Read CHAPTER II of The Book-Bills of Narcissus, free online book, by Le Gallienne‚ Richard, on


On the left-hand side of Tithefields, just as one turns out of Prince Street, in a certain well-known Lancashire town, is the unobtrusive bookshop of Mr. Samuel Dale. It must, however, be a very superficial glance which does not discover in it something characteristic, distinguishing it from other ‘second-hand’ shops of the same size and style.

There are, alas! treatises on farriery in the window; geographies, chemistries, and French grammars, on the trestles outside; for Samuel, albeit so great a philosopher as indeed to have founded quite a school, must nevertheless live. Those two cigars and that ‘noggin’ of whiskey, which he purchases with such a fine solemnity as he and I go home together for occasional symposia in his bachelor lodging those, I say, come not without sale of such treatises, such geographies, chemistries, and French grammars.

But I am digressing. There is a distinguishing air, I but meant to say, about the little shop. Looking closer, one generally finds that it comes of a choice bit of old binding, or the quaint title-page of some tuneful Elizabethan. It was an old Crashaw that first drew me inside; and, though for some reason I did not buy it then, I bought it a year after, because to it I owed the friendship of Samuel Dale.

And thus for three bright years that little shop came to be, for a daily hour or so, a blessed palm-tree away from the burden and heat of the noon, a holy place whither the money-changers and such as sold doves might never come, let their clamour in the outer courts ring never so loud. There in Samuel’s talk did two weary-hearted bond-servants of Egypt draw a breath of the Infinite into their lives of the desk; there could they sit awhile by the eternal springs, and feel the beating of the central heart.

So it happened one afternoon, about five years ago, that I dropped in there according to wont. But Samuel was engaged with some one in that dim corner at the far end of the shop, where his desk and arm-chair, tripod of that new philosophy, stood: so I turned to a neighbouring shelf to fill the time. At first I did not notice his visitor; but as, in taking down this book and that, I had come nearer to the talkers, I was struck with something familiar in the voice of the stranger. It came upon me like an old song, and looking up why, of course, it was Narcissus!

The letter N does not make one of the initials on the Gladstone bag which he had with him on that occasion, and which, filled with books, lay open on the floor close by; nor does it appear on any of those tobacco-pouches, cigar-cases, or handkerchiefs with which men beloved of fair women are familiar. And Narcissus might, moreover, truthfully say that it has never appeared upon any manner of stamped paper coming under a certain notable Act.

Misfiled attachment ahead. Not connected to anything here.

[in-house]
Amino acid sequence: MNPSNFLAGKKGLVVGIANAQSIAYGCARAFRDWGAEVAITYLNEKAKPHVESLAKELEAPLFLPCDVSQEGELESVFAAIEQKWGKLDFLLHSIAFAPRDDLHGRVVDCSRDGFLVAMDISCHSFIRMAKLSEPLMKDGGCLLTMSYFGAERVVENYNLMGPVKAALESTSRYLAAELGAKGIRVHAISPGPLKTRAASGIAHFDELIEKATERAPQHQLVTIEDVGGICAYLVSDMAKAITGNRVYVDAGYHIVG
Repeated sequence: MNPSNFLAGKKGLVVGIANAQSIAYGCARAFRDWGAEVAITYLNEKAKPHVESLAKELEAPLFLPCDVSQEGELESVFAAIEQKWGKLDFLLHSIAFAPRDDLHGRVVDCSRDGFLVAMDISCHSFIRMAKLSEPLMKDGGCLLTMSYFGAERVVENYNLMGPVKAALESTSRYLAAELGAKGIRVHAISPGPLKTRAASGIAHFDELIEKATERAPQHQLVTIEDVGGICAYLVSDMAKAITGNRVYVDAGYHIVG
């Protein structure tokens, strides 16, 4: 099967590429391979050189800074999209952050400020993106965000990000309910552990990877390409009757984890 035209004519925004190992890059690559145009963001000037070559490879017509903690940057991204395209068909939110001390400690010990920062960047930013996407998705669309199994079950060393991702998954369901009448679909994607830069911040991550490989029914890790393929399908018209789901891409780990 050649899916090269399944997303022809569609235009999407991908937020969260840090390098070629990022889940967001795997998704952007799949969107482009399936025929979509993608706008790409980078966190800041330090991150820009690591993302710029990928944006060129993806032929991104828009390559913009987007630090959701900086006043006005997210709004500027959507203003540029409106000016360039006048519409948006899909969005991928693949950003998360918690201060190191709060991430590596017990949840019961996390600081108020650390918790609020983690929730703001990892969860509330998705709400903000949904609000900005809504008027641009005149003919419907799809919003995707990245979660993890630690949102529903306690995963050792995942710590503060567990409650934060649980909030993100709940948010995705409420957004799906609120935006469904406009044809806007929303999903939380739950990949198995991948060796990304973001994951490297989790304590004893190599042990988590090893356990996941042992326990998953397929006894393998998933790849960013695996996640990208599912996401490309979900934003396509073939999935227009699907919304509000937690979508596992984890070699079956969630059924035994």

To be less indulgent to a vice from which the Reader will, I fear, have too frequent occasion to suffer in these pages, and for which he may have a stronger term than digression, let me at once say that Narcissus is but the name Love knew him by, Love and the Reader; for that name by which he was known to the postman and others is no necessity here. How and why he came to be so named will appear soon enough.

Yes! it was the same old Narcissus, and he was wielding just the same old magic, I could see, as in our class-rooms and playgrounds five years before. What is it in him that made all men take him so on his own terms, made his talk hold one so, though it so often stumbled in the dark, and fell dumb on many a verbal cul-de-sac? Whatever it is, Samuel felt it, and, with that fine worshipful spirit of his an attitude which always reminds me of the elders listening to the boy Jesus was doing that homage for which no beauty or greatness ever appeals to him in vain. What an eye for soul has Samuel! How inevitably it pierces through all husks and excrescences to the central beauty! In that short talk he knew Narcissus through and through; three years or thirty years could add but little. But the talk was not ended yet; indeed, it seemed like so many of those Tithefields talks, as if in the ‘eternal fitness of things’ it never could, would, or should end. It was I at last who gave it pause, and yes! indeed, it was he. We had, somehow, not met for quite three years, chums as we had been at school. He had left there for an office some time before I did, and, oddly enough, this was our first meeting since then. A purchaser for one of those aforesaid treatises on farriery just then coming in, dislodged us; so, bidding Samuel good-bye he and Narcissus already arranging for ’a night’ we obeyed a mutual instinct, and presently found ourselves in the snuggery of a quaint tavern, which was often to figure hereafter in our sentimental history, though probably little in these particular chapters of it. The things ‘seen done at “The Mermaid “’ may some day be written in another place, where the Reader will know from the beginning what to expect, and not feel that he has been induced to buy a volume under false pretences.